Benitoite Info

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Benitoite is a rare, sapphire-blue (very rarely pink) mineral, a silicate which contains barium, cesium, fluorine, iron, lithium, manganese, niobium, and titanium, almost exclusively mined at the serpentine body of the New Idria Mining District, near the San Benito River in San Benito County, California, USA.
It is hard enough (Mohs scale 6.5) to be used in jewelry but still rather unknown to the public. Faceted benitoite gemstones weight almost always less than 1 ct. A faceted, clear benitoite with a good color, over 0.5 ct, is also rare.


Benitoite, Neptunite
and Joaquinite
Gemmy benitoite occurs only in the most highly mineralized (more than 150 semiprecious minerals and gemstones) area of California, the New Idria Mining District in the San Benito County / USA. There it can be found at the southern end or the "Diablo Range", a belt of mountains which consists of basalt, chert, graywacke, shale, serpentine, and Cretaceous and Tertiary sandstones. Benitoite crystals were formed from hydrothermal solutions in natrolite veins, containing relatively high concentrations of unusual elements like barium, titanium, fluorine, iron etc. It mainly occurs along with these minerals: Albite, joaquinite, natrolite, neptunite, and serpentine. Natrolite, the last mineral which was formed at the benitoite deposit, coated all minerals of that deposit. Hence the natrolite has to be removed with acid (HCl) to expose the benitoite crystals.


Clear Creek *
Benitoite Plaque
at Coalinga Rd. *
The most famous (because of its most valuable crystals) benitoite mine is the "Benitoite Gem Mine" (also known as "Benitoite Mine" and "Dallas Gem Mine"), now (2007 / 2008) owned by Coalinga resident Dave Schreiner. Dave is working to allow people to collect on the mine site under a fee dig system.
Four other mines are located within a 10 km radius at the Clear Creek: The "Junnila Mine", about 8 km northwest of the "Benitoite Gem Mine", the "Numero Uno Mine", the "Victor Claim" ("Victor Mine"), and the "Santa Rita Peak Property".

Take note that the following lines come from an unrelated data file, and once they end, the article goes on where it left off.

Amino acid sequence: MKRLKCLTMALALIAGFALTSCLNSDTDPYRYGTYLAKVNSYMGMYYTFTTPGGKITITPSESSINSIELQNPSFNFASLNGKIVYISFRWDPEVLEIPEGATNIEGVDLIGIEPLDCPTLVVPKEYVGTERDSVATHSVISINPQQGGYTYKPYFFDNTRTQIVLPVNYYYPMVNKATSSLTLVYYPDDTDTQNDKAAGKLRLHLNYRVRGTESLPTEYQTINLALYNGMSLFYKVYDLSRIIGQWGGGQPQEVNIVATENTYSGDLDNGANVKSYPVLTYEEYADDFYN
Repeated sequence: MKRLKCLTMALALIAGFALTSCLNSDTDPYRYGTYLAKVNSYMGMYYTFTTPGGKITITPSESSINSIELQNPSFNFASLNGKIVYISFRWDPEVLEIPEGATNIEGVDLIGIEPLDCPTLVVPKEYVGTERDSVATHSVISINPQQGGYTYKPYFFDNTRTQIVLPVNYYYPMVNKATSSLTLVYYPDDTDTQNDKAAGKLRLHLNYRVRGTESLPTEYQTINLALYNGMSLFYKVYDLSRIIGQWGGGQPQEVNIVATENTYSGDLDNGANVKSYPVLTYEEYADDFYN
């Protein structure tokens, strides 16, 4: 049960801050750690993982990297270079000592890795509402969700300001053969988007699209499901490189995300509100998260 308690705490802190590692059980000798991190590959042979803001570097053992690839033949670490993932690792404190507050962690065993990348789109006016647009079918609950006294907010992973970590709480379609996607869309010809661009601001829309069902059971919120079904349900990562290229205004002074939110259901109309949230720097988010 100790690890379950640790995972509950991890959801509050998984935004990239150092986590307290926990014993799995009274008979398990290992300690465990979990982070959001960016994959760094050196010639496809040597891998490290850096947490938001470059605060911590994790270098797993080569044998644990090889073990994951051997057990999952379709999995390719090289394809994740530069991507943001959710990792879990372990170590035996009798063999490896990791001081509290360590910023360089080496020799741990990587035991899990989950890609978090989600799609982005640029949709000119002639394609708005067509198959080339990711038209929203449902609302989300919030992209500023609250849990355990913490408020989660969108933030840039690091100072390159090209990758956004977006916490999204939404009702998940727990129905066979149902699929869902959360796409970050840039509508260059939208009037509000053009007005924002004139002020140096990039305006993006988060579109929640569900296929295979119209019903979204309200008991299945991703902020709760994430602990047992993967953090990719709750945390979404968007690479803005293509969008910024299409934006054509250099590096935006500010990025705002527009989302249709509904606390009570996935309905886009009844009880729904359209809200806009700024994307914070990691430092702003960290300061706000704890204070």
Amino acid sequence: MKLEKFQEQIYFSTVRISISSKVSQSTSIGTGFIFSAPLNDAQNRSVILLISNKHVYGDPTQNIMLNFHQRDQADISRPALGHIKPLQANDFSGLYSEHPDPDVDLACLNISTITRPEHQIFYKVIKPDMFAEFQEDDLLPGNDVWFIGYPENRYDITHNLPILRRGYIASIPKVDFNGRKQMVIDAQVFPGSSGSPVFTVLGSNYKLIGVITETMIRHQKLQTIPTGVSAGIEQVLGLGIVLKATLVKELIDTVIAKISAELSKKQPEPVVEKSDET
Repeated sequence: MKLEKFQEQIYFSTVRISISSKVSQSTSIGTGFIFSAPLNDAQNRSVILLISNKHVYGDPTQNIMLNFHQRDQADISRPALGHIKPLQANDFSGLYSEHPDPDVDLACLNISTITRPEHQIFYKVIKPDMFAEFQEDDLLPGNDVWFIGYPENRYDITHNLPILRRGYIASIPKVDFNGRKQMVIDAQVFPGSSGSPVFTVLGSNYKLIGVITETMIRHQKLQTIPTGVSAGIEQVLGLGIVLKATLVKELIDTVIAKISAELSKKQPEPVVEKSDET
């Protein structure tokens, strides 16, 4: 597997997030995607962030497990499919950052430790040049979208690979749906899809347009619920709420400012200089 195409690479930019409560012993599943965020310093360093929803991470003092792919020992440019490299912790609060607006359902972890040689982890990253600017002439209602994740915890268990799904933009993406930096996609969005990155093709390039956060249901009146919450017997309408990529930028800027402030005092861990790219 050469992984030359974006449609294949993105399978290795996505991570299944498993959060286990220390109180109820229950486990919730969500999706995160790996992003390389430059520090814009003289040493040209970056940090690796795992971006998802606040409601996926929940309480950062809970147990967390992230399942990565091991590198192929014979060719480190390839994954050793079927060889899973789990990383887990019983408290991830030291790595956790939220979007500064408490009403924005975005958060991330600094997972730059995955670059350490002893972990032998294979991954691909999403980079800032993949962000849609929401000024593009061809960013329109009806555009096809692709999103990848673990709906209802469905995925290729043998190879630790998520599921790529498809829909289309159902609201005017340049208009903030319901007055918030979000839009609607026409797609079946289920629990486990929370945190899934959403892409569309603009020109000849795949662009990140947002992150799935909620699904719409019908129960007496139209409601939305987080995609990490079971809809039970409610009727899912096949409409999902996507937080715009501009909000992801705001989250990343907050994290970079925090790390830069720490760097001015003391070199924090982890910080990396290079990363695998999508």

Besides the San Benito County, benitoite of lower quality is found only in Arkansas ("Diamond Jo Quarry" / Magnet Cove / Hot Spring County / Arkansas / USA), Big Creek (Sierra Nevada / Fresno County), Japan (Ohmi / Itoigawa / Niigata Prefecture / Chubu Region / Honshu Island), and Broken Hill (New South Wales / Australia).

* Photo by kind permission of ©, Tom Schweich.
* Photo by kind permission of ©, John Veevaert.


The sapphire blue (with a hint of violet) color of benitoite (sometimes called "blue diamond") is probably based on traces of iron. Very rarely clear, white, greenish-gray, pink, orange, red, and maroon crystals (with inclusions of other minerals like neptunite) are found. Benitoite has a higher birefringence than diamond. Because of its strong dichroism benitoite can show no color or blue or violet. Under short wave UV light it fluoresces bright blue, under long wave UV light some crystals show a reddish color. Benitoite's dispersion can cause a twinkle with flashes of red and green.


Large, faceted benitoites (over 1 ct) are very rare. They usually show a rich blue. Crystals can be cut into gems, as striking and flawless as the best sapphires. Some purchasers prefer a darker blue, others prefer a brighter stone in which dispersion is more evident. No treatments or enhancements are known for Benitoite.
Similar to sapphire, ruby and other well-known gemstones large, rich blue benitoite is very expensive if it is eyeclean or even better. Very light blue or dark blue stones are less valuable. In contrary to most other gemstones the cut is less important because one always tries to achieve the largest faceted stone, despite of windows and phantasy cuts.

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